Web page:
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Cocktail Hour

You’ll have to forgive me, dear Reader.  I have been somewhat off the boil in blog terms of late. The last month and a bit has had many ups and downs, mostly house related and I have been burying my head in a good bit of writing to try and create a more pleasing chapter for the four of us.  Enter cocktail hour.  At just the right time.

If you follow me on Instagram you will know, dear Reader, that cocktails have featured rather heavily since Christmas.  It’s all strictly medicinal, I can assure you.  One of the most wonderful presents I have ever received was from Jerry’s grandparents who gifted me a little vintage Gordon’s Gin cocktail book from circa 1950s.  Not only does it list my favourites – old fashioned Gimlets, a recipe for ‘Gin Fizz’ but it also has the hilariously named Television Special with orange squash (slightly yuck) and White Lady which embraces that back of the booze cupboard lurker, Cointreau.  The ultimate for me though has to be the glorious ‘Gin and it’ which with one sip, I am transported to the drawing room at Home Place (from Elizabeth Jane Howard’s brilliant Cazalet Chronicles – I am totally obsessed with the books, dear Reader) where Edward or Hugh is preparing me a sharpener to sip in beaded evening dress, before dinner.  Best of all are the handwritten recipes in the back written by one of Jerry’s great-grandparents.  Truly the loveliest of gifts and I send G and G a huge kiss for thinking to pass it on to me, as I know they will be reading this.

With cocktail recipes well and truly tested at home, it was time to have a go at shaking up something new.  So it should come as no surprise to you, dear Reader, that I hotfooted my way to Winchester to enjoy an evening of cocktails as part of the fabulous Winchester Cocktail Week organised by the brilliant Cabinet Rooms.  A huge thanks to Gary and Marcus for the invitation – how could I refuse?!!  Also a special mention to my trusted chauffeur for the evening, my father in law, who drove across Hampshire to make sure that I didn’t have a Cinderella moment.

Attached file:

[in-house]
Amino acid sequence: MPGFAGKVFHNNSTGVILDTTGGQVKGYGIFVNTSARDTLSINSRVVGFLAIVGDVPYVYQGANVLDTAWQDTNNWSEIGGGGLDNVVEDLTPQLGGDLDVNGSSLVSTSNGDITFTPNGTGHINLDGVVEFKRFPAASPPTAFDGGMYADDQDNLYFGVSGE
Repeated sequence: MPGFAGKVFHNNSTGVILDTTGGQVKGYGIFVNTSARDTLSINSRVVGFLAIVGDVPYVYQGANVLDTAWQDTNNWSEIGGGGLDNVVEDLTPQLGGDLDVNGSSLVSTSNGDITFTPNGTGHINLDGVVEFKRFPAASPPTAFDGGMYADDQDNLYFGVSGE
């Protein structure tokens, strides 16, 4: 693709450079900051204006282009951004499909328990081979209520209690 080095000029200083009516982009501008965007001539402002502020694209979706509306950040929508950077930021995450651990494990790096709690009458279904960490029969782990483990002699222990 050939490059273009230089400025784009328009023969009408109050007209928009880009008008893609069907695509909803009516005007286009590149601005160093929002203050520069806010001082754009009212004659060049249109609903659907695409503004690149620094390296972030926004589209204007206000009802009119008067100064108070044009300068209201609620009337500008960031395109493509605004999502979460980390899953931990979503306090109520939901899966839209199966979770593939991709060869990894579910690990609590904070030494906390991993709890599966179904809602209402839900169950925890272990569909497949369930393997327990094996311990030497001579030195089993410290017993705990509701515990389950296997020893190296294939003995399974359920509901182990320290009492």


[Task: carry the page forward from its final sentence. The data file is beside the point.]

It has to be said that, a cocktail is really only as good as its ingredients.  So where best to start? Well, the ingredients of course and one of my favourite foragers, cooks and foodie wonders, Naked Jam.

Jen Williams is an artisan producer of award winning jams and conserves – her syrups, cordials and jams contain seasonal, local fruits or foraged ingredients with no artificial colours, flavourings, setting agents or preservatives.  Bottled beautiful bounty.  Jen is a fount of knowledge when it comes to the foraged flavours and it’s not for nothing that she’s been snapped up by Chewton Glen to run a unique course for The Kitchen, Chewton Glen’s new cookery school.

That evening, her gorgeous syrups and recipes included a cocktail with the autumnal mellowness of medlar syrup, a surprisingly drinkable chilli and balsamic number with vodka and the salty swirl of seaweed which produced a syrup that had depth, earthiness and just the right hint of the sea to add to the glass.  This was not cocktail making, dear Reader, this was sheer alcoholic alchemy. Jen knows just what will work and her lightness of touch in combining flavours needs to be tasted to be believed.  Inspired by her enthusiasm, I came away with some of her delicious velvety medlar syrup to recreate a little something at home.

It was a treat to meet the lovely Gin Monocle Company (an artisan mobile gin bar – gin on the move, what’s not to love?) who served up this rather unusual number – a Gin Fizzless – gin and ale together, rather a revelation that slipped down nicely and altogether too quickly.

The canapes created by Fiona Hill (Twitter – @realfoodnf) were to die for too.

My advice, dear Reader?  If you haven’t sampled the delights of Winchester Cocktail Week then you really ought to get it in the diary for next year.  With different venues all over the city, a veritable fountain of cocktails to be sipped and savoured, it’s a great week to explore Winchester’s emerging drinks’ scene.  Well done to the marvellous Cabinet Rooms‘ chaps!  Keep your eyes peeled for more events and insights into the city’s food and drink scene as they have also taken over the Art Café on Jewry Street in Winchester.  I can’t wait to see what they concoct next!

As for me, it’s Friday, dear Reader and very nearly time to get the cocktail shaker out……..  After all, it MUST be gin o’clock somewhere in the world.  I’ll draw the curtains and get the fire going, you pour the gin.  It would be rude not to join them, wouldn’t it dear Reader?!